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The Honolulu Advertiser
Posted on: Sunday, May 30, 2010

Spirits high at Special Olympics

by Suzanne Roig
Advertiser Staff Writer

Hawaii news photo - The Honolulu Advertiser

Luke Gray was congratulated by volunteer Kayla Bagay after he competed in the men’s 400-meter dash at the 43rd annual Special Olympics held at the University of Hawai‘i.

Photos by KENT NISHIMURA | The Honolulu Advertiser

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The Special Olympics continues today at the University of Hawai'i-Mānoa. Events are:

• Track and field: 8:30 a.m. to 1 p.m., T.C. Ching Field.

• Swimming: 8 a.m. to 1 p.m., Duke Kahanamoku Aquatics Complex.

• Powerlifting: 8 a.m. to 1 p.m., lecture hall at the athletic complex.

The games will end with a brief closing ceremony for athletes before they go home on the fields where the events are held.

For more information, go to www.specialolympicshawaii.org.

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Hawaii news photo - The Honolulu Advertiser

Competitor Chris Liberato takes a water break while receiving words of encouragement from volunteers.

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The energy was palpable at the 43rd annual Special Olympics State Summer Games at the University of Hawai'i-Mānoa yesterday.

Runners, swimmers, long jumpers, softball throwers, shot-putters and powerlifters bounced on their toes, stretched their muscles or sat and relaxed until their event was called.

Some were new to the Special Olympics; others were repeat competitors.

Twelve-year-old Rebeka Miller stood on the winner's platform yesterday to receive her gold medal in the 15-meter run.

Though a shy girl, Miller wore her medal proudly.

"I ran fast," said the Webling Elementary School sixth-grader. "I work hard at running."

Her parents beamed as they examined her medal. Miller will definitely compete in next year's summer games, said her dad, Daren Miller of 'Aiea.

In all about 800 athletes and 200 coaches from around the state are taking part in the weekend event at UH. The athletes range in age from 8 to 81.

Events continue today with track and field, swimming and powerlifting.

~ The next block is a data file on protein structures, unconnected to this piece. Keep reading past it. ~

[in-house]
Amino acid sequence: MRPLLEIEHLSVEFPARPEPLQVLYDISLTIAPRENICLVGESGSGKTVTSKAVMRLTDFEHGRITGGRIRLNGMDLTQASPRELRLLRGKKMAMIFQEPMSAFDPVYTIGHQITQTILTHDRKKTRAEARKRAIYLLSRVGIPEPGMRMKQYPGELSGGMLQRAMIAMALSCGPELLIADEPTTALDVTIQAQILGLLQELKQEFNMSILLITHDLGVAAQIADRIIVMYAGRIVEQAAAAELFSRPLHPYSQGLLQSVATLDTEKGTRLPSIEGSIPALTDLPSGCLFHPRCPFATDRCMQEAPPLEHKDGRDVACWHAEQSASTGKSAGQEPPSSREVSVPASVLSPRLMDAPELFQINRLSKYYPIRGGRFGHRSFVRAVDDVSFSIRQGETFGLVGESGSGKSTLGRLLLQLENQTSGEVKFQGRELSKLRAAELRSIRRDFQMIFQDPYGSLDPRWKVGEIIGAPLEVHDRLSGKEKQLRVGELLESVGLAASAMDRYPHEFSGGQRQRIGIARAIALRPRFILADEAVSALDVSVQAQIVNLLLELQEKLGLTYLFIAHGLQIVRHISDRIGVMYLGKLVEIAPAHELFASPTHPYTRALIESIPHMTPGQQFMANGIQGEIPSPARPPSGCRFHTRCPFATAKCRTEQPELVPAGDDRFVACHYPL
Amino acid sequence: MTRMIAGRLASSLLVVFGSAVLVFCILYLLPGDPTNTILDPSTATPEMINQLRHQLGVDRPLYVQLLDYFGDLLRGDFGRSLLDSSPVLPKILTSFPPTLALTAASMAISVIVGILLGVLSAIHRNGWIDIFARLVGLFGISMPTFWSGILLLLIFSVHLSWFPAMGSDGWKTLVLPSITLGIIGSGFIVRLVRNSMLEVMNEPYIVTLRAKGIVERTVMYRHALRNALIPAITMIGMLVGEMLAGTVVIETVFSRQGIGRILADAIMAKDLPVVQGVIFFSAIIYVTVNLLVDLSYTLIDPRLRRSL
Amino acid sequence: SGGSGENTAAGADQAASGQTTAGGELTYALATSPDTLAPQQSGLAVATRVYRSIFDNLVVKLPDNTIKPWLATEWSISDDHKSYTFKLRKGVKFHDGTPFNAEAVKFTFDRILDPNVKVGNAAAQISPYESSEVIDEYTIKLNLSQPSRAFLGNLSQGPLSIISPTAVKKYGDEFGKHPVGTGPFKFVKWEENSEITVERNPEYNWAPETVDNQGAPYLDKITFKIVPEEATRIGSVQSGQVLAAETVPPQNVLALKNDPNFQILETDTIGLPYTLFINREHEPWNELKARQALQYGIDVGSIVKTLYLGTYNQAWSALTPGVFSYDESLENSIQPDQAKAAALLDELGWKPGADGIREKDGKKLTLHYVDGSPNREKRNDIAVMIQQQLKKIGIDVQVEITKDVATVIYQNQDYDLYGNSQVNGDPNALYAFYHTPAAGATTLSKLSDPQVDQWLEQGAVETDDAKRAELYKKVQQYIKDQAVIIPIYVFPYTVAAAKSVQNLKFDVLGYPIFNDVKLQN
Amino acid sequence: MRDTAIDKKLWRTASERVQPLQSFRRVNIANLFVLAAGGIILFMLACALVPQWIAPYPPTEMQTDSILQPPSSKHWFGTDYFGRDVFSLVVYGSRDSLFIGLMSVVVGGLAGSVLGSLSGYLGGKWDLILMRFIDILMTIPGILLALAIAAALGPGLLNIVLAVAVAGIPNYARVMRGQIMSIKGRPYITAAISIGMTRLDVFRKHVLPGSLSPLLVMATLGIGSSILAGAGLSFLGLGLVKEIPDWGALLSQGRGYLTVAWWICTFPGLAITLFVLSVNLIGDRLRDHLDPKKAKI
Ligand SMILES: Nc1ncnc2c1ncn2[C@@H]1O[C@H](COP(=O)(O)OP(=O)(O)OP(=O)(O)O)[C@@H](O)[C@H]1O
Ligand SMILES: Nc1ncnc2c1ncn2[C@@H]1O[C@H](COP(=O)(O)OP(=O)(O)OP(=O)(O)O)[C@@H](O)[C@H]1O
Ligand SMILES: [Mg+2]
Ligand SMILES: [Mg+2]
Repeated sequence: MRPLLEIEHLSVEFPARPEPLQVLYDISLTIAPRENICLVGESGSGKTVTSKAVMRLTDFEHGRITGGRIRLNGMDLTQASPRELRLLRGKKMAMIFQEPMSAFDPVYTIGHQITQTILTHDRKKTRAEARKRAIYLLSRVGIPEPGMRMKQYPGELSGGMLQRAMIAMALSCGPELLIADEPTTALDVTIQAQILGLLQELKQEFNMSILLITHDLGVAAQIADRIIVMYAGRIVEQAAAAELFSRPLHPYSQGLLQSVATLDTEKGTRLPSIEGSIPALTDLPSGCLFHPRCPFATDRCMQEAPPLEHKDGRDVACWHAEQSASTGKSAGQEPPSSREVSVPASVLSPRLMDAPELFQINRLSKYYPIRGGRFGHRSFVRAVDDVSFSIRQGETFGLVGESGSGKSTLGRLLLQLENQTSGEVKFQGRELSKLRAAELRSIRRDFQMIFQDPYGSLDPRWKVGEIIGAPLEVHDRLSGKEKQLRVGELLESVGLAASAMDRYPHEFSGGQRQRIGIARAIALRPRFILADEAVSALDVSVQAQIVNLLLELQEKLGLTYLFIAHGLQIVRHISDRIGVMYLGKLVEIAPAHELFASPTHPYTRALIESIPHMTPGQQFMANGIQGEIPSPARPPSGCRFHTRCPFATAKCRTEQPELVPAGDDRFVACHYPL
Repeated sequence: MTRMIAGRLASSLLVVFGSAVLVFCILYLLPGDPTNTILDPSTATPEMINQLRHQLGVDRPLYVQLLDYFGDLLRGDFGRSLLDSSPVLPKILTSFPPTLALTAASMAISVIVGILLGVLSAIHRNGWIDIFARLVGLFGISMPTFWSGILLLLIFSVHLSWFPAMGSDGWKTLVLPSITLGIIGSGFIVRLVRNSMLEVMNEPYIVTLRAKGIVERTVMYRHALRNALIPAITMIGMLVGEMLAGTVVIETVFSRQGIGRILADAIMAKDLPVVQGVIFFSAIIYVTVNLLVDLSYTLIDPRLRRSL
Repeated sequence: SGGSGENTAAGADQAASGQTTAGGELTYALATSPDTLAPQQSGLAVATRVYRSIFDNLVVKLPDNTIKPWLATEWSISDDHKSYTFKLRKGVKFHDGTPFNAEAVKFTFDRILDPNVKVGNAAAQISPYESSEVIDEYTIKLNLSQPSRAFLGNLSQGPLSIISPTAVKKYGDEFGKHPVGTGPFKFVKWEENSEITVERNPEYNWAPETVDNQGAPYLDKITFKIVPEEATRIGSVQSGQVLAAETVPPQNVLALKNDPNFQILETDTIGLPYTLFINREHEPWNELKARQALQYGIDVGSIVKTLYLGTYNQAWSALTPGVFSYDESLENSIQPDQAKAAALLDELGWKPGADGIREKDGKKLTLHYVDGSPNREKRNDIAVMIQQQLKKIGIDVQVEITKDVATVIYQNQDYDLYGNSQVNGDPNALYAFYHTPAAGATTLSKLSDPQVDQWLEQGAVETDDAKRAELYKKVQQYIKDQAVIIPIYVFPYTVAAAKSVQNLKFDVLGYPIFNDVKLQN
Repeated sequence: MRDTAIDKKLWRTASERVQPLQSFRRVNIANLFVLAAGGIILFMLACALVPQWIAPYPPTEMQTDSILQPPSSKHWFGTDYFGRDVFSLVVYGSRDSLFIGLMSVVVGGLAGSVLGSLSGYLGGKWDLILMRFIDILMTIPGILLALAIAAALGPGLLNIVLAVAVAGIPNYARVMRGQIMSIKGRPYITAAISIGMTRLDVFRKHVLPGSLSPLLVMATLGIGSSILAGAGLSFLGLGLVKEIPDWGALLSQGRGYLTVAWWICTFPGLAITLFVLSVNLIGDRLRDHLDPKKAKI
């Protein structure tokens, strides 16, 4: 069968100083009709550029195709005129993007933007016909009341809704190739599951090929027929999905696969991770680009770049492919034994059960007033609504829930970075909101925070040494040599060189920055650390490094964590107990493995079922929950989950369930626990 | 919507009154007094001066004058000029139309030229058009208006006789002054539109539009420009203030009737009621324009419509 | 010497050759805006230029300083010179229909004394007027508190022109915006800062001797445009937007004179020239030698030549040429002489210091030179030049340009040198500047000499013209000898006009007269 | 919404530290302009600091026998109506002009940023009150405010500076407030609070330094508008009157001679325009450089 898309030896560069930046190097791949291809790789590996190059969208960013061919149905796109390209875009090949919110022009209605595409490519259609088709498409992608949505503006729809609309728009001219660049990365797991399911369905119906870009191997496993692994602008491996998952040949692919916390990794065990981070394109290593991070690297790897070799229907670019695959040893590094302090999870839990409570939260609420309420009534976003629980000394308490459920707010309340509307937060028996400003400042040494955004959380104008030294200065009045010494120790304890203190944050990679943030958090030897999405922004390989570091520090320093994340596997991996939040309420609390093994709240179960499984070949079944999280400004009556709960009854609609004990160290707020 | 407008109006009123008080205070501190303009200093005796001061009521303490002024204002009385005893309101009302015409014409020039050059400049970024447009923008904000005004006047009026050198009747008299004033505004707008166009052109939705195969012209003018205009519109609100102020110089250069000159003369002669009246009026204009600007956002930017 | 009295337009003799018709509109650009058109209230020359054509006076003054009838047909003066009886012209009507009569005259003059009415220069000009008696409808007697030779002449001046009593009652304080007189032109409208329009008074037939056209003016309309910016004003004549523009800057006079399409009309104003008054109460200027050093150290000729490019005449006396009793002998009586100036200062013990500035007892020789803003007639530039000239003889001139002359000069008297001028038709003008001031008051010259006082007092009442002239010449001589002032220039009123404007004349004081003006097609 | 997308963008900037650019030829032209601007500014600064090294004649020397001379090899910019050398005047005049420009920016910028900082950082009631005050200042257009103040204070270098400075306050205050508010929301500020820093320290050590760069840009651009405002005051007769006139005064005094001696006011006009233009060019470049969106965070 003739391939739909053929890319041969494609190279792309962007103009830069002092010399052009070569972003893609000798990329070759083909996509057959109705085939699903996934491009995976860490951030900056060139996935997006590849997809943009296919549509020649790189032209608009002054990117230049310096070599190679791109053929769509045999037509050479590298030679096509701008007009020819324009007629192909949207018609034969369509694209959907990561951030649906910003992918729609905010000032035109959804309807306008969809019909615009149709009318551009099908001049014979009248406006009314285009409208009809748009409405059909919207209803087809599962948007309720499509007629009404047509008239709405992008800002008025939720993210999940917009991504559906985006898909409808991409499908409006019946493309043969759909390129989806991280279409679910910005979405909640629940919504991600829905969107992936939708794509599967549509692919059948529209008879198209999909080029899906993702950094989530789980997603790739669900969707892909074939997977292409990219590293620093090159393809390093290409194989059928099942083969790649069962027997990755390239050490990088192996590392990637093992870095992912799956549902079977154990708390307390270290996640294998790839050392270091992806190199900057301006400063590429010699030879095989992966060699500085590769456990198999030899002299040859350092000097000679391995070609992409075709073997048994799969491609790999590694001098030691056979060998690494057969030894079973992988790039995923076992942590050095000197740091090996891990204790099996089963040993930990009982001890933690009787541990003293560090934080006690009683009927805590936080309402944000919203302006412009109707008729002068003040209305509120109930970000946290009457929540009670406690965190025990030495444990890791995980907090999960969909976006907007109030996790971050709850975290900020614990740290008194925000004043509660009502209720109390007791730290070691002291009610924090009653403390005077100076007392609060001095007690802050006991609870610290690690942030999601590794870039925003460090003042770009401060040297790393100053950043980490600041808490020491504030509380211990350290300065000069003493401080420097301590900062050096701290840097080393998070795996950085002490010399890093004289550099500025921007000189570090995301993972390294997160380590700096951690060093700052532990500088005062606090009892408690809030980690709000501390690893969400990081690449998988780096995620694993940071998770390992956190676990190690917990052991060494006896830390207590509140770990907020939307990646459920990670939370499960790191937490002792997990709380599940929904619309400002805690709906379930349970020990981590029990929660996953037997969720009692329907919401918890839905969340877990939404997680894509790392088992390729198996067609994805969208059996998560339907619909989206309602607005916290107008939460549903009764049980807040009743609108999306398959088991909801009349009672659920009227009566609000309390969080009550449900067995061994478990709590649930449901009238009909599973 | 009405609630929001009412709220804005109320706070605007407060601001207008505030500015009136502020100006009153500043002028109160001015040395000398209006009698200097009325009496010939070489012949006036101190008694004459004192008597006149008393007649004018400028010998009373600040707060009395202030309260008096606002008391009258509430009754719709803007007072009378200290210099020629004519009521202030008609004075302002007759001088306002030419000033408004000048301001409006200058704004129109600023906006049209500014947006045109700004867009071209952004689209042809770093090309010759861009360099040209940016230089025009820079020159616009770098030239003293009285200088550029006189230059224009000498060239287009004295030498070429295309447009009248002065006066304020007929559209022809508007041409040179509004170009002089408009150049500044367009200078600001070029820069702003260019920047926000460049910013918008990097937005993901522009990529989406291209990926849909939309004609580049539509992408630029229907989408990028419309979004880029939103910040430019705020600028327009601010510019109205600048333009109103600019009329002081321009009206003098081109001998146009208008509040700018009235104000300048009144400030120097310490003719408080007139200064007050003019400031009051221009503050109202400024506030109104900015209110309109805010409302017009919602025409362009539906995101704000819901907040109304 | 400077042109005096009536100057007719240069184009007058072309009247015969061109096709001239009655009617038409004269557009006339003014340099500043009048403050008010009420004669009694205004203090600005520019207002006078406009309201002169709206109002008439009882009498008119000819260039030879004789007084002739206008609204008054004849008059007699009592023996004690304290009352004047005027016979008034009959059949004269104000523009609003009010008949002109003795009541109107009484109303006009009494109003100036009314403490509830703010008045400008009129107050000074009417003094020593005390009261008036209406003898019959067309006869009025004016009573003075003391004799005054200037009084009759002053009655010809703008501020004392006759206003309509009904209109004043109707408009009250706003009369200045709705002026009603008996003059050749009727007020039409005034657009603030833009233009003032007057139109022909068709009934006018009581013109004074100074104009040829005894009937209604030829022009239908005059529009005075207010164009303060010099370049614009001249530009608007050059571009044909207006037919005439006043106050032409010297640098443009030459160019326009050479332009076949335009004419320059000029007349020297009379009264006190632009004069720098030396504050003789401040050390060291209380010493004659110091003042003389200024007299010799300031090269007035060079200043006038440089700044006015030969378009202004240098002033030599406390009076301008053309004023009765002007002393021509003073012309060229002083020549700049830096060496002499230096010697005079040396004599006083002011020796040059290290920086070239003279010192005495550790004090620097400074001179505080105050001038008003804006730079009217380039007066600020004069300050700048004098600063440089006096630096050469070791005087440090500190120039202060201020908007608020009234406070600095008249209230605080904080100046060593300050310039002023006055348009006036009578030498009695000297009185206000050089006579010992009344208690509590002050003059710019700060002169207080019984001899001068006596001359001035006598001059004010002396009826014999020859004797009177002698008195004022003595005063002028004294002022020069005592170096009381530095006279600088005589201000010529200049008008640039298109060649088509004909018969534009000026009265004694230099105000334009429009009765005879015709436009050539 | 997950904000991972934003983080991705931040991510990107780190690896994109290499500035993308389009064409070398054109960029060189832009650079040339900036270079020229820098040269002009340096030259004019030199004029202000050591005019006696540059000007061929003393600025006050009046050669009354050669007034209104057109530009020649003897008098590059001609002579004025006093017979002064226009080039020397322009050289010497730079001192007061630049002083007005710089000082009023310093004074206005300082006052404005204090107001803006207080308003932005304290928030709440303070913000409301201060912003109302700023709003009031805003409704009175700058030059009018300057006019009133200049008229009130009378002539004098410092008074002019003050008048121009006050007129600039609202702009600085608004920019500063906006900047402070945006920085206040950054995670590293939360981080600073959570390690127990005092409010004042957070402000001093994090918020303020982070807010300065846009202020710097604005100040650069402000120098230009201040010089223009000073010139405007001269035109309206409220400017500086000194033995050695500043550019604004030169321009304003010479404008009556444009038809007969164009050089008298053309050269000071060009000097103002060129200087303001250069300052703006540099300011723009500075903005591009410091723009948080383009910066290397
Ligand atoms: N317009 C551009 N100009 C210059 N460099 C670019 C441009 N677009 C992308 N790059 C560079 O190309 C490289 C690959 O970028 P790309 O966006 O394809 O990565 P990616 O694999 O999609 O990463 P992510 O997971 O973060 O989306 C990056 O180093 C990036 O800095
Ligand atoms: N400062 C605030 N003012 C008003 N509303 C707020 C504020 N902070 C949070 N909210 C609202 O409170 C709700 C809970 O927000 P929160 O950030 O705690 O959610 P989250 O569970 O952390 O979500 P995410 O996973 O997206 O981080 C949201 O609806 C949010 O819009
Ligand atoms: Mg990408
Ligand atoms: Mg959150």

The Special Olympics kicked off Friday with the final leg of the Troy Barboza Law Enforcement Torch Run that brings together law enforcement officials from around the state carrying the torch flame for Special Olympics athletes.

The games isn't just about sports, said Nancy Bottelo, Special Olympics chief executive officer. It also is about following rules, consequences and social interaction, Bottelo said.

"The athletes feel better about themselves and they learn what they can do," Bottelo said. "It carries over to all other aspects of life."

At yesterday's Olympics, as young men jumped into the sand pit, supporters clapped and praised the athletes as they measured their jumps.

"That's the way it's done," said one of the supporters.

Everything is free to the participants at the Special Olympics, Bottelo said, from training to uniforms to travel to O'ahu from the Neighbor Islands. It costs about $1.8 million to put on the event, with much of that covered by donations, she said.

"Money should never get in the way of an athlete's ability to compete," she said.

Sitting under a tent poolside was swimmer Jeremy Stevens, 12, from Makiki. He was anxious to get swimming and competing.

"I'm competing. I'm in heat eight and doing the freestyle," Stevens said as he stuck out his arm to show the markings for his heat.

"I'm really good. I think I'm going to win. I plan to work hard and pay attention and swim strong. See my big muscle?"

Inside the air-conditioned comfort of the athletic complex, powerlifters hefted barbells weighing more than they did.

Amara Coon, a Kaua'i athlete, barely weights 90 pounds, yet she was able to squat and lift 135 pounds successfully.

Coon walked away from the event with a smile.

"I work hard," Coon said. "It wasn't hard today."